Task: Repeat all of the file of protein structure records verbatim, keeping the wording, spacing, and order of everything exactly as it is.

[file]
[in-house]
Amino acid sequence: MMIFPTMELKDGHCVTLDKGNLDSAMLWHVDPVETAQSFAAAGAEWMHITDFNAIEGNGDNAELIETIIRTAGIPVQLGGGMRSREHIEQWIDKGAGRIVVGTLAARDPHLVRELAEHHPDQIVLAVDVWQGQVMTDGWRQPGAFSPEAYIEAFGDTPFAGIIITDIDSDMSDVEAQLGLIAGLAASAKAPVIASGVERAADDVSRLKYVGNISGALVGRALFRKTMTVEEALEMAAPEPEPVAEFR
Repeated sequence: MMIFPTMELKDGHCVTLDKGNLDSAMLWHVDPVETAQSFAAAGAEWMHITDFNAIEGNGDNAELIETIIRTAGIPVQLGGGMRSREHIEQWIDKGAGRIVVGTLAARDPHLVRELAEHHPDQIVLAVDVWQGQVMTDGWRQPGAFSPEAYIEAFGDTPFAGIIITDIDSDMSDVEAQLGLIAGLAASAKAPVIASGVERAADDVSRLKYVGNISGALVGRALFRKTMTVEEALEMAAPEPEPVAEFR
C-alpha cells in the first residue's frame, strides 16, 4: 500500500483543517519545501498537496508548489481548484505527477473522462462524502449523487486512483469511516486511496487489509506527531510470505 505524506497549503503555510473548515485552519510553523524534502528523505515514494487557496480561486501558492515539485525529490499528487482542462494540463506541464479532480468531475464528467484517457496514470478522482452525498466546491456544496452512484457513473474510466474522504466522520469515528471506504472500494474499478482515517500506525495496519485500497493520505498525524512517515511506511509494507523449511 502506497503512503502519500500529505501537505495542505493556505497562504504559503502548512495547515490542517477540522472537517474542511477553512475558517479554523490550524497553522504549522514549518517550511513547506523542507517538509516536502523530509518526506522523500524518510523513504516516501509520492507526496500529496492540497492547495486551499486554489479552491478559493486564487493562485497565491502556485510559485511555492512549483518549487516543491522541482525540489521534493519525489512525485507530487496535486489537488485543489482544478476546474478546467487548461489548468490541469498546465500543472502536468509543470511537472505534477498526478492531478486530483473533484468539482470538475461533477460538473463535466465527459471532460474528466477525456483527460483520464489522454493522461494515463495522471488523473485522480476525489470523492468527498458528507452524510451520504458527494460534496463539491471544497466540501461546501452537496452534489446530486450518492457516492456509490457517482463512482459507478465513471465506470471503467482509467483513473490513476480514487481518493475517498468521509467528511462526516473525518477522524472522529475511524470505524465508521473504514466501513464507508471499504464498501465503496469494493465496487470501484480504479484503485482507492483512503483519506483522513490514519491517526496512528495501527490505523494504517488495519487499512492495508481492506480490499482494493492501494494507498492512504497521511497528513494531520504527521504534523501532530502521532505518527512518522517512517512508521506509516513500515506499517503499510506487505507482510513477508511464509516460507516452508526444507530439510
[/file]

[in-house]
Amino acid sequence: MMIFPTMELKDGHCVTLDKGNLDSAMLWHVDPVETAQSFAAAGAEWMHITDFNAIEGNGDNAELIETIIRTAGIPVQLGGGMRSREHIEQWIDKGAGRIVVGTLAARDPHLVRELAEHHPDQIVLAVDVWQGQVMTDGWRQPGAFSPEAYIEAFGDTPFAGIIITDIDSDMSDVEAQLGLIAGLAASAKAPVIASGVERAADDVSRLKYVGNISGALVGRALFRKTMTVEEALEMAAPEPEPVAEFR
Repeated sequence: MMIFPTMELKDGHCVTLDKGNLDSAMLWHVDPVETAQSFAAAGAEWMHITDFNAIEGNGDNAELIETIIRTAGIPVQLGGGMRSREHIEQWIDKGAGRIVVGTLAARDPHLVRELAEHHPDQIVLAVDVWQGQVMTDGWRQPGAFSPEAYIEAFGDTPFAGIIITDIDSDMSDVEAQLGLIAGLAASAKAPVIASGVERAADDVSRLKYVGNISGALVGRALFRKTMTVEEALEMAAPEPEPVAEFR
C-alpha cells in the first residue's frame, strides 16, 4: 500500500483543517519545501498537496508548489481548484505527477473522462462524502449523487486512483469511516486511496487489509506527531510470505 505524506497549503503555510473548515485552519510553523524534502528523505515514494487557496480561486501558492515539485525529490499528487482542462494540463506541464479532480468531475464528467484517457496514470478522482452525498466546491456544496452512484457513473474510466474522504466522520469515528471506504472500494474499478482515517500506525495496519485500497493520505498525524512517515511506511509494507523449511 502506497503512503502519500500529505501537505495542505493556505497562504504559503502548512495547515490542517477540522472537517474542511477553512475558517479554523490550524497553522504549522514549518517550511513547506523542507517538509516536502523530509518526506522523500524518510523513504516516501509520492507526496500529496492540497492547495486551499486554489479552491478559493486564487493562485497565491502556485510559485511555492512549483518549487516543491522541482525540489521534493519525489512525485507530487496535486489537488485543489482544478476546474478546467487548461489548468490541469498546465500543472502536468509543470511537472505534477498526478492531478486530483473533484468539482470538475461533477460538473463535466465527459471532460474528466477525456483527460483520464489522454493522461494515463495522471488523473485522480476525489470523492468527498458528507452524510451520504458527494460534496463539491471544497466540501461546501452537496452534489446530486450518492457516492456509490457517482463512482459507478465513471465506470471503467482509467483513473490513476480514487481518493475517498468521509467528511462526516473525518477522524472522529475511524470505524465508521473504514466501513464507508471499504464498501465503496469494493465496487470501484480504479484503485482507492483512503483519506483522513490514519491517526496512528495501527490505523494504517488495519487499512492495508481492506480490499482494493492501494494507498492512504497521511497528513494531520504527521504534523501532530502521532505518527512518522517512517512508521506509516513500515506499517503499510506487505507482510513477508511464509516460507516452508526444507530439510